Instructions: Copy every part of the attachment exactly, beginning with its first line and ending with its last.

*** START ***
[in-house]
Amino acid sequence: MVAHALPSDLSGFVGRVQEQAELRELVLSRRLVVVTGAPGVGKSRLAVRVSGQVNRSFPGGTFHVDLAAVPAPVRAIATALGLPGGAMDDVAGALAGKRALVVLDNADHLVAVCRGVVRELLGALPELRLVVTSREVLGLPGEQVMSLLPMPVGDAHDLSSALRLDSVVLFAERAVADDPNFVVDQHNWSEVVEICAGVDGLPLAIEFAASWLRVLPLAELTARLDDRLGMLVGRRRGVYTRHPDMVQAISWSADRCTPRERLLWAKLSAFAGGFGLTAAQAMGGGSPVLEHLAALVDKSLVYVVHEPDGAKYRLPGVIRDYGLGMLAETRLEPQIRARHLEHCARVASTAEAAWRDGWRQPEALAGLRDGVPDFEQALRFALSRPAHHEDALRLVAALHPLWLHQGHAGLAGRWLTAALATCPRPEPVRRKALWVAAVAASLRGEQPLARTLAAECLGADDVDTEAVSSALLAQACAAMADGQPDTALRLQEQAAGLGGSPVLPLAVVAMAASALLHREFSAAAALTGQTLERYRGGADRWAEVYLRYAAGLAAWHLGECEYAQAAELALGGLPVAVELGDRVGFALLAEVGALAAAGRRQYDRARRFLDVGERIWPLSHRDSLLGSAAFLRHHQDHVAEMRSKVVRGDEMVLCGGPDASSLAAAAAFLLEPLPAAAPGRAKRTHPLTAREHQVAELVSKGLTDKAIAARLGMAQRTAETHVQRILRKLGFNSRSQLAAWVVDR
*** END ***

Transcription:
[in-house]
Amino acid sequence: MVAHALPSDLSGFVGRVQEQAELRELVLSRRLVVVTGAPGVGKSRLAVRVSGQVNRSFPGGTFHVDLAAVPAPVRAIATALGLPGGAMDDVAGALAGKRALVVLDNADHLVAVCRGVVRELLGALPELRLVVTSREVLGLPGEQVMSLLPMPVGDAHDLSSALRLDSVVLFAERAVADDPNFVVDQHNWSEVVEICAGVDGLPLAIEFAASWLRVLPLAELTARLDDRLGMLVGRRRGVYTRHPDMVQAISWSADRCTPRERLLWAKLSAFAGGFGLTAAQAMGGGSPVLEHLAALVDKSLVYVVHEPDGAKYRLPGVIRDYGLGMLAETRLEPQIRARHLEHCARVASTAEAAWRDGWRQPEALAGLRDGVPDFEQALRFALSRPAHHEDALRLVAALHPLWLHQGHAGLAGRWLTAALATCPRPEPVRRKALWVAAVAASLRGEQPLARTLAAECLGADDVDTEAVSSALLAQACAAMADGQPDTALRLQEQAAGLGGSPVLPLAVVAMAASALLHREFSAAAALTGQTLERYRGGADRWAEVYLRYAAGLAAWHLGECEYAQAAELALGGLPVAVELGDRVGFALLAEVGALAAAGRRQYDRARRFLDVGERIWPLSHRDSLLGSAAFLRHHQDHVAEMRSKVVRGDEMVLCGGPDASSLAAAAAFLLEPLPAAAPGRAKRTHPLTAREHQVAELVSKGLTDKAIAARLGMAQRTAETHVQRILRKLGFNSRSQLAAWVVDR